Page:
Climate Change & the Green Lobby
Last week, hidden behind the fiasco that is the Treasury and the rest of the Labour party, Gordon Brown made a climate change speech. No one noticed and even less people cared – but the issue of energy and climate change in this country is big dollar. We are talking billions upon billions of tax payers’ money being spent and right now the key decisions are being made. There are two main parts to the energy argument – the security of supply (can we rely on Russia’s gas?) and carbon emissions. However both these two areas are framed in the context of money. Something the green lobby seem to have no idea about.
Good work Malcolm
Malcolm Wicks, the energy Minister, is a busy man at the moment. In January key decisions will be made about nuclear power and the prospect of tidal power (particularly in the Severn estuary). I have a lot of time for Wicks, but he is being forced in to this game of trying to appease the green Nazis (who, to be fair are not all greens, but a section of them) while making decisions that are best for the country. He has described the green lobby as the Vicky Pollard of the industry – and quite rightly. A perfect description in my opinion. Ask them if they want wind power they respond yeah but no but. In fact ask them if they want any energy production at all and they’ll find a problem with it.
Do the maths
Yes in an ideal world we would not have oil or gas to rely on. But right now we rely on it for 80% of our means and to change that would literally bankrupt the country. We could build wind turbines all over Britain but they are neither reliable nor predictable nor cheap. We would need to pave half the country with them too – which of course the greens would hate because we would be ruining the habitat. We could build nuclear power and that would solve many problems – most notably CO2 emissions. But they argue that the nuclear waste is an even worse prospect and that it is just a finite resource. Of course the waste is a problem, but it is not beyond the wit of man to solve it. And of course it is a finite resource – so is oil, coal and gas, but we still have plenty of that left after hundreds of years. The latest proposal they oppose is the Severn Barrage. It could produce 5% of our energy needs but will cost £15bn. It will be entirely predictable, cheap to run and have absolutely no emissions and it won’t rely on the Russians for it to work. But there will be environmental impacts on the bird wildlife – some good and some bad. It is as though they want us to decommission all of existing capacity and not build anything else to replace it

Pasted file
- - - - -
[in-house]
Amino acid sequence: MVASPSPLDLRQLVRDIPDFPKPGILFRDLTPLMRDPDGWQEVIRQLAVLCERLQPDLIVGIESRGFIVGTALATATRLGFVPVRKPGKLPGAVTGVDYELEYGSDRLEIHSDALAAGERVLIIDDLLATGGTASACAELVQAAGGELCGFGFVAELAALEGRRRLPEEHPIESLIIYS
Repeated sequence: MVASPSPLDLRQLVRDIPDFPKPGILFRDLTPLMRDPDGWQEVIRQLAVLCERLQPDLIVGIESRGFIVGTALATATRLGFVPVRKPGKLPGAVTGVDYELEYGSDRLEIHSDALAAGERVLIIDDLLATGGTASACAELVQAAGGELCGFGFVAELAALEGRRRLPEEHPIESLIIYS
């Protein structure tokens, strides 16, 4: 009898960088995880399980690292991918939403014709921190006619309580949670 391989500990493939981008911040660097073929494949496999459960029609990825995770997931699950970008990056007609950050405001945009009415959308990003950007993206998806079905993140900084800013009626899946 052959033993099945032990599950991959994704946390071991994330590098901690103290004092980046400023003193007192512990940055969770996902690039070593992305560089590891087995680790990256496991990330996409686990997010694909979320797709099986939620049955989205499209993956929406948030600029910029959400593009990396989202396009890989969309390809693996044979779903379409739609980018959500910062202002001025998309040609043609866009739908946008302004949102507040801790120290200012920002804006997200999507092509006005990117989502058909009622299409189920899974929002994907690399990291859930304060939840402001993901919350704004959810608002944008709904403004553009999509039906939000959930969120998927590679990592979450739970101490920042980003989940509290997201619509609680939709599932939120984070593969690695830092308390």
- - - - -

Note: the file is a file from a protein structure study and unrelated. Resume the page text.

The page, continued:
There is a cost whatever we do
The facts are if we don’t continue to burn fossil fuels the lights will go out. If we build these renewable energy projects there will be impacts on the local environment. If we do not build nuclear we will end up paying so much money on other projects that the country will be bankrupted and it will also come from our pockets. If you want to lower carbon emissions there is price to pay, but not nearly as big a price as doing nothing at all.
Dumb & Dumber
The Lib Dem leadership race ambles on. I still maintain that Clegg would be the wisest choice for the Lib Dems, but his has been possibly the worst campaign in living memory. OK, so Major’s 1997 campaign was doomed to failure but at least he gave it a shot and Kinnock lost the impossible in 1992 with his Sheffield Rally but he almost ended the Tory’s rule. Even Mark Oaten got some headlines last time round. Nick Clegg has just sat there taking abuse from Huhne and then agreeing with him on all the major issues. The only thing he done that has been picked up by anyone is complaining to the party that nasty Nick called him a calamity. Big deal Clegg. The guy does not deserve to win this contest, even if does stand more chance of stealing the Tory vote than Huhne. Once again, the Lib Dems appear to be doing the impossible – they have the perfect leader in place right now and yet instead of trying to get him to stay they ripping each other heads off and are likely to end up with either a wet fish or donkey.